CAIRO: In a conference held Sunday by the opposition Al-Wafd party, its new leader Al-Sayed Al-Badawi outlined stringent positions against the inheritance of power and called for guarantees for free elections.
In a departure from the more measured language under his predecessor Mahmoud Abaza, Al-Badawi made it clear that party was completely opposed to the inheritance of power in Egypt — from President to Hosni Mubarak to his son Gamal as widely believed— and called for viable guarantees in October’s parliamentary elections.
In his speech, Al-Badawi said, “Egypt is bigger than being inherited and the Egyptian people are not a heritage or property,” echoing a similar saying by the nationalist leader Ahmed Orabi which drew cheers from the crowd.
Al-Wafd’s official spokesman Mohamed Sherzy told Daily News Egypt that Al-Badawi’s comments and new position were supported by the entire party membership, and echoed a nationwide sentiment.
“Of course, Al-Sayed Al-Badawi speaks for the entire party, not upon a personal opinion. Moreover, not only is Al-Wafd backing him up, but also most of the Egyptians who are against having their country being turned into a monarchy,” he said.
Amongst the 3,000 attendees to the conference —titled “No Free Elections Without Guarantees” — were opposition stalwarts such as Democratic Front Party head Osama Ghazali Harb and coordinator of the National Association for Change Hassan Nafaa, as well as representatives for the Muslim Brotherhood.
Brotherhood MP Hussein Ibrahim told Daily News Egypt, “The Muslim Brotherhood extend their hands out to any political groups that want change and we are hopeful that Al-Wafd will play a bigger role amongst the political opposition.”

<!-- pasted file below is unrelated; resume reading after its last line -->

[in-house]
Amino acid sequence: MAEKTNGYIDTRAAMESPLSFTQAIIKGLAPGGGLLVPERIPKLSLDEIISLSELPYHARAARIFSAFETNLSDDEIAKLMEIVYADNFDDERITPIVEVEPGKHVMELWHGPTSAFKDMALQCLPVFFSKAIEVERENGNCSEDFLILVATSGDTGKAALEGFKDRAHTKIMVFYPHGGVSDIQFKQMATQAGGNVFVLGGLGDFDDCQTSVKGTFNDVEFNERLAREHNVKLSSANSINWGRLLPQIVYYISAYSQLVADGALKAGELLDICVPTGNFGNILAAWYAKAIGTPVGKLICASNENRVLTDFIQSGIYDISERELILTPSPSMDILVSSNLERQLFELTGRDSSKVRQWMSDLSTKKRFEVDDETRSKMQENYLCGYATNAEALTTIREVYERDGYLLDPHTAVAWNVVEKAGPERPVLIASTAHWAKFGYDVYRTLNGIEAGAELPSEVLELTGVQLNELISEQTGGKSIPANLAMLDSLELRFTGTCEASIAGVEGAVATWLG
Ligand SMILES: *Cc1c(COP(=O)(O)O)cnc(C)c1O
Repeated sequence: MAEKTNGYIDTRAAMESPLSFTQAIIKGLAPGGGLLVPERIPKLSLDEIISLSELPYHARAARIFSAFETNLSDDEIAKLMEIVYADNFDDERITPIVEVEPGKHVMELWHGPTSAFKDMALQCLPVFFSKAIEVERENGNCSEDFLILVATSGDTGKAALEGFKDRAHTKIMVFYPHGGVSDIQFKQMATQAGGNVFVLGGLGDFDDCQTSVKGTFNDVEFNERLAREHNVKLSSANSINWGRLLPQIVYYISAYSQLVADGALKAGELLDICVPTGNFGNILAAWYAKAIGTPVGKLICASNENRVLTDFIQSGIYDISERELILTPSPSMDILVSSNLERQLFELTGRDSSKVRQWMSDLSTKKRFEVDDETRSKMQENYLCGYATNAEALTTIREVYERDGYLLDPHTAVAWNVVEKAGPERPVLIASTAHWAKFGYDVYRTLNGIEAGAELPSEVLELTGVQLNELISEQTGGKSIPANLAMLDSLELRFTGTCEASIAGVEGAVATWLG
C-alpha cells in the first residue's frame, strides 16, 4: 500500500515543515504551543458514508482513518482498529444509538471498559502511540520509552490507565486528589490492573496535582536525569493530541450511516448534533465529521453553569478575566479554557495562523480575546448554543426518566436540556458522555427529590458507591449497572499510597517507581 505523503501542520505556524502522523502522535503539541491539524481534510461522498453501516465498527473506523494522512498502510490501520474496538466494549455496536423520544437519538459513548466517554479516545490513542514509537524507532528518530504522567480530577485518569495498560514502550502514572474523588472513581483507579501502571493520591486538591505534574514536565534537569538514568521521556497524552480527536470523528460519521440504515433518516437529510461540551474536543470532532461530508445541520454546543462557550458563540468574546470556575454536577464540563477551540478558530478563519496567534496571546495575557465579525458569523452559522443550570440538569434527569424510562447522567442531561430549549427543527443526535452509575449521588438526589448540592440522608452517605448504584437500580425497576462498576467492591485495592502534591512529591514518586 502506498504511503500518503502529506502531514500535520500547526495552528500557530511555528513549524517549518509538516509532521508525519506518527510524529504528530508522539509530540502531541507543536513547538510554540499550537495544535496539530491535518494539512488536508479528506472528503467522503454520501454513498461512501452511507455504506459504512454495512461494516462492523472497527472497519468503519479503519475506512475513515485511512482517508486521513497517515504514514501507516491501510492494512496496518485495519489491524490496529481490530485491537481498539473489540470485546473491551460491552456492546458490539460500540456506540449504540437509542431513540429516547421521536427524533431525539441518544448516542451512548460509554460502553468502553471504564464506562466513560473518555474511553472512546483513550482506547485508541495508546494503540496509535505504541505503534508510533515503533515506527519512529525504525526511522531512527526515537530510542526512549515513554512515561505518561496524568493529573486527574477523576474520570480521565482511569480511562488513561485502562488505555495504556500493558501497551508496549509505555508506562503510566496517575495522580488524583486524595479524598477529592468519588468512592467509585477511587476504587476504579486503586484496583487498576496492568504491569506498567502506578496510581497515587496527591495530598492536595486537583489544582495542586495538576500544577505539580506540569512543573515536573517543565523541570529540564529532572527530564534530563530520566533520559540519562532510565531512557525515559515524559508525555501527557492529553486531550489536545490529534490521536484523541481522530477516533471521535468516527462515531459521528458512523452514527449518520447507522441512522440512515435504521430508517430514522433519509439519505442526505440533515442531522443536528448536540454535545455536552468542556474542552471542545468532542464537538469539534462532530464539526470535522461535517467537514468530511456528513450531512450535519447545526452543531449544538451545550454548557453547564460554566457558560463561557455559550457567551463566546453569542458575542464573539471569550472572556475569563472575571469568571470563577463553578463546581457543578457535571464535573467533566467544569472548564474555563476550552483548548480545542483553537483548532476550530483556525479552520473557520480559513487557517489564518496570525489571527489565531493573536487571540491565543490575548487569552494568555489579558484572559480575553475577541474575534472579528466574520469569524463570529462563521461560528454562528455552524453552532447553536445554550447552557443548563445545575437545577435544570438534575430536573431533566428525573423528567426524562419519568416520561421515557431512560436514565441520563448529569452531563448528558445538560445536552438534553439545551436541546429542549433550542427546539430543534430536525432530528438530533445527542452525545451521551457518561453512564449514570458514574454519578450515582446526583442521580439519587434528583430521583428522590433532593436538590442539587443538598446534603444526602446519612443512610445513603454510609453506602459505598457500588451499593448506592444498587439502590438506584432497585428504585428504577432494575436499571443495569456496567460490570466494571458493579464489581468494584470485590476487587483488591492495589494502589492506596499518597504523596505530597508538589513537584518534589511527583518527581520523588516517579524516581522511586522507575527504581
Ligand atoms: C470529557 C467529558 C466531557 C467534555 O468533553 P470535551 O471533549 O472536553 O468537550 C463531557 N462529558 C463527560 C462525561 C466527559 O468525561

“We wish them to have a very effective role and we hope the political opposition in Egypt get together to put pressure on the regime for the change we are seeking,” Ibrahim added.
However, despite the shift to a more stringent discourse regarding Egypt’s political future, some opposition figures still maintain doubts about the true intentions of Al-Wafd, a party invigorated by the manner in which its new head assumed the party leadership.
“Al-Wafd’s role seems more about image rather than having any effectiveness,” Karama Party MP Saad Aboud told Daily News Egypt, “I’m not sure their political will is all-together there.”
“I don’t want to attack anyone but the regime has reached a point where it is picking its opposition and I think Al-Wafd has been chosen as the main opposition for the upcoming parliamentary cycle,” Aboud added.
Many opposition figures have been calling for constitutional change in Egypt, especially the articles that govern the eligibility of presidential candidates and judicial oversight on elections.
Spearheading this call for amendments has been former IAEA chief Mohamed ElBaradei who has launched a signature campaign calling for constitutional change, recently backed by the Muslim Brotherhood.
However, Sherzy felt that Al-Wafd — due to its history at the center of political opposition in Egypt in the past century — remained a vibrant opposition force and would in fact lead the way when it came for calling for political change.
“Al-Wafd is ‘The House of the Nation’,” he said, “It is the leader of Egyptian opposition parties and the oldest of all. We are opening our party to all politicians and opposition parties, as long as our aims are the same. We can talk, discuss, and cooperate. However, no one is entitled to tell us what to do. We have nothing against any of the political parties, and we have nothing to hide. All we hope for is a better future for Egypt and the Egyptians.”
Recent reports in local newspapers had suggested that a secret deal had been struck between Al-Wafd and the ruling National Democratic Party regarding giving Al-Wafd other opposition seats but this was vehemently denied by both sides and a complain was submitted by Al-Wafd against the newspaper that published the claims.